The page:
18 HEART INSIGHT • AUGUST 2011
don’t run past the water station at mile five, saying, “No thank
you, I’m not thirsty.”
“Unless they can step back and reflect—‘This is now really
cutting into my work life, cutting into my relationships with other
family members and it’s affecting my health’—people just kind of
get stuck and feel helpless changing it,” he says. “Getting that
long view, availing themselves of whatever help is out there, is a
way of empowering caregivers to get from start to finish and do
the very best job they can.”
WHEN TIMES GET ROUGH
Schempp suggests a variety of strategies for caregivers to use
to avoid burnout. For instance, learning about the illness they’re
helping a loved one manage. Seeking information from health-
care providers or associations that focus on that condition can
prepare them for what to expect over time and helps them make
better healthcare choices and reduce their stress. Here are
some other things caregivers can do to maintain physical and
n Take small breaks throughout the day: Read a magazine
article, set aside 20 minutes for a favorite hobby, or take a
n Stay connected to the outside world: Dine with friends;
join a caregiver support group or chat on a social network site
for caregivers, such as www.tyze.com, www.SharetheCare.org,
n Keep a sense of humor: Watch sitcoms on TV, rent funny
movies, or talk with that one friend who always makes you laugh.
n Exercise: Your day is filled with hours of purposeful activity,
but a walk around the block to admire your neighbor’s flowers
or doing a stretching routine with a yoga DVD can be relaxing.
n Go outside yourself: Whatever your faith, attend services and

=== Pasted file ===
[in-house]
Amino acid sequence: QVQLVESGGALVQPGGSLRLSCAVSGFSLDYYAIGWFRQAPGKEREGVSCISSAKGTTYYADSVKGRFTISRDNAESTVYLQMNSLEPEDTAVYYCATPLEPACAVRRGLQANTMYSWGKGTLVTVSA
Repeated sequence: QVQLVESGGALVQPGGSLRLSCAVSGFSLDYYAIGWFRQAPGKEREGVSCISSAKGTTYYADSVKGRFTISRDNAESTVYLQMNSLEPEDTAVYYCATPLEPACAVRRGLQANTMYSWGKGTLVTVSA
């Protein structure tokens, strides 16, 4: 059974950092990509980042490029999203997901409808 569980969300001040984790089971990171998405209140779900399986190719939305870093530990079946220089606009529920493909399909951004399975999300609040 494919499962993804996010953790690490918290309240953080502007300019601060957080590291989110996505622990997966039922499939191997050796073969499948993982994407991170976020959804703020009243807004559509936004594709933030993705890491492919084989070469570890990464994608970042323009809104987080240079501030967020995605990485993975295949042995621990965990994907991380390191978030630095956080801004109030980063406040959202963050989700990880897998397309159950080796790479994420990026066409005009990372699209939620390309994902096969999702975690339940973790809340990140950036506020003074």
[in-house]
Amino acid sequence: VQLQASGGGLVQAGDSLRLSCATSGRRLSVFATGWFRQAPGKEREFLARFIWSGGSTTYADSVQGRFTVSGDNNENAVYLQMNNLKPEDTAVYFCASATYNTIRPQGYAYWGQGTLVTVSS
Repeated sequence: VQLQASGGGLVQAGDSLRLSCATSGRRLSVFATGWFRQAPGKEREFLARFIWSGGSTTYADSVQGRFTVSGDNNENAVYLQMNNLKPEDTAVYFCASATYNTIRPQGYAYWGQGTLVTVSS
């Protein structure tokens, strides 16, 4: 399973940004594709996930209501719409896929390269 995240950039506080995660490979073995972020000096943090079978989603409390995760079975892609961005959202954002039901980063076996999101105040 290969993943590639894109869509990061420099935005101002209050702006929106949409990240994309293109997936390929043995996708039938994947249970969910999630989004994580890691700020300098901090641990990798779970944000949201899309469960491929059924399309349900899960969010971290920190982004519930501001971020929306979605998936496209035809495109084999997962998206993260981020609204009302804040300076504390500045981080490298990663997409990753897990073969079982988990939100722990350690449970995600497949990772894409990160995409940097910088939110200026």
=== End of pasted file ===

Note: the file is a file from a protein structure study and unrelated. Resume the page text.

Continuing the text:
talk with a clergy member to help put your role into perspective.
n Recognize your limits: Draw a bright red circle in your mind
around what you can do. Don’t feel embarrassed or guilty to ask
for help with anything that falls outside that circle.
n Pet a pet: Animals can be an excellent source of comfort and
support, so buy a pet if you can handle the additional responsi-
bility or play with the neighbor’s dog or cat.
n Don’t bottle up your emotions: Caregiving can provoke many
emotions, from anger to grief. Unburden yourself by sharing your
true feelings with friends, family, clergy or other caregivers. You
will get perceptive counsel and practical advice—especially from
other caregivers “in the trenches” like you.
WHEN FRIENDS JUST CAN’T BE FOUND
Great tools and information for helping caregivers take care of their
loved ones and themselves.
Blogs for caregivers of all ages,
product reviews, webinars, weekly
newsletter and online garage sales.
National Caregivers Library
Access to hundreds of useful
articles, forms and checklists that
address the key needs of caregivers and their loved ones.
Family Caregiving 101
Basic tools and information caregivers need to preserve their own
physical and mental health.
National Family Caregivers
Free membership offered to
caregivers, who can then receive a newsletter, resource referrals and other benefits.
The Stroke Network
Online stroke support, a
caregivers handbook and information resources.
Well Spouse Association
Services include a national network
of support groups, newsletters,
mentor program, respite week-
ends and round robin letter-writing
groups that enable caregivers
without computer access to write
and share letters of support.
Caregiving is not a one-person job. It requires a commu- nity effort, a fact that all caregivers need to accept, and
even embrace. For this reason, the National Family Caregiv-
ers Alliance (NFCA) has an online tool to enable a caregiver
to establish a volunteer care team of friends, family members
and neighbors, and to coordinate their activities on an online
calendar (visit www.nfca.lotsahelpinghands.com).
Volunteers can view and fill the calendar with various er-
rands, chores and projects — not all of them involving care-
giving. For instance, to free up some time for a caregiver to
take a relaxing long soak in the tub, a neighbor may weed her
garden, a family member may clean out the roof gutters, or a
friend may prepare and deliver dinner.
“Regardless of the situation, [volunteer care teams] can
be set up,” says Suzanne Mintz, president and chief executive
officer of NFCA. “This is the most significant thing people
can do to prevent and deal with burnout.”
If you need more help—or more specialized help—than
your immediate circle of friends, family and neighbors can
provide, these resources can help.